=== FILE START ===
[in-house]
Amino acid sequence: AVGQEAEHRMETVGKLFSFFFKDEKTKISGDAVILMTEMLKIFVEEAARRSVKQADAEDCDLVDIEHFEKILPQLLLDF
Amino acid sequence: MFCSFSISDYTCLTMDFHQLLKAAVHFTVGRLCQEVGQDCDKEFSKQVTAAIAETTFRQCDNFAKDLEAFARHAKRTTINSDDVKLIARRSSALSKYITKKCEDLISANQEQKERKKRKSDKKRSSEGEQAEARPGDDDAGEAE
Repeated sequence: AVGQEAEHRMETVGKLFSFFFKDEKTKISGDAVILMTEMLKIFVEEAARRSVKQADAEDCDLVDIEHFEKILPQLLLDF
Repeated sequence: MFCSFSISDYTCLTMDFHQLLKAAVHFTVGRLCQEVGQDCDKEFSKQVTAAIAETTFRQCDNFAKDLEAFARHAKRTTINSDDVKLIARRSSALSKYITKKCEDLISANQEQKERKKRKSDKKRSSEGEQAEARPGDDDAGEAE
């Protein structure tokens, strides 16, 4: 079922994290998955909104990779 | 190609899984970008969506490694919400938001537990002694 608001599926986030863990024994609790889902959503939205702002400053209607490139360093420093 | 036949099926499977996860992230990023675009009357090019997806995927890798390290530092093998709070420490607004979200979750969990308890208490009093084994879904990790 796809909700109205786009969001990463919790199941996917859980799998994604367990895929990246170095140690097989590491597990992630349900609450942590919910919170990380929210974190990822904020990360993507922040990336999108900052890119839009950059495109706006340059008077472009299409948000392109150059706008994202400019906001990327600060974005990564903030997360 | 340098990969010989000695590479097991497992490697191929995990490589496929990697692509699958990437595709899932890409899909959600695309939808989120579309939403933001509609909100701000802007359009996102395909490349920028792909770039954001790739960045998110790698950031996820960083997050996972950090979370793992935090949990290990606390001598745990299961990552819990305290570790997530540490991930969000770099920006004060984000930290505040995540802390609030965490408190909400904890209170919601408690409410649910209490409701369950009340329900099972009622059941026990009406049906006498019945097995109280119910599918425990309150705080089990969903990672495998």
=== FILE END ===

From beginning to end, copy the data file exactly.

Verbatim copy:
[in-house]
Amino acid sequence: AVGQEAEHRMETVGKLFSFFFKDEKTKISGDAVILMTEMLKIFVEEAARRSVKQADAEDCDLVDIEHFEKILPQLLLDF
Amino acid sequence: MFCSFSISDYTCLTMDFHQLLKAAVHFTVGRLCQEVGQDCDKEFSKQVTAAIAETTFRQCDNFAKDLEAFARHAKRTTINSDDVKLIARRSSALSKYITKKCEDLISANQEQKERKKRKSDKKRSSEGEQAEARPGDDDAGEAE
Repeated sequence: AVGQEAEHRMETVGKLFSFFFKDEKTKISGDAVILMTEMLKIFVEEAARRSVKQADAEDCDLVDIEHFEKILPQLLLDF
Repeated sequence: MFCSFSISDYTCLTMDFHQLLKAAVHFTVGRLCQEVGQDCDKEFSKQVTAAIAETTFRQCDNFAKDLEAFARHAKRTTINSDDVKLIARRSSALSKYITKKCEDLISANQEQKERKKRKSDKKRSSEGEQAEARPGDDDAGEAE
């Protein structure tokens, strides 16, 4: 079922994290998955909104990779 | 190609899984970008969506490694919400938001537990002694 608001599926986030863990024994609790889902959503939205702002400053209607490139360093420093 | 036949099926499977996860992230990023675009009357090019997806995927890798390290530092093998709070420490607004979200979750969990308890208490009093084994879904990790 796809909700109205786009969001990463919790199941996917859980799998994604367990895929990246170095140690097989590491597990992630349900609450942590919910919170990380929210974190990822904020990360993507922040990336999108900052890119839009950059495109706006340059008077472009299409948000392109150059706008994202400019906001990327600060974005990564903030997360 | 340098990969010989000695590479097991497992490697191929995990490589496929990697692509699958990437595709899932890409899909959600695309939808989120579309939403933001509609909100701000802007359009996102395909490349920028792909770039954001790739960045998110790698950031996820960083997050996972950090979370793992935090949990290990606390001598745990299961990552819990305290570790997530540490991930969000770099920006004060984000930290505040995540802390609030965490408190909400904890209170919601408690409410649910209490409701369950009340329900099972009622059941026990009406049906006498019945097995109280119910599918425990309150705080089990969903990672495998």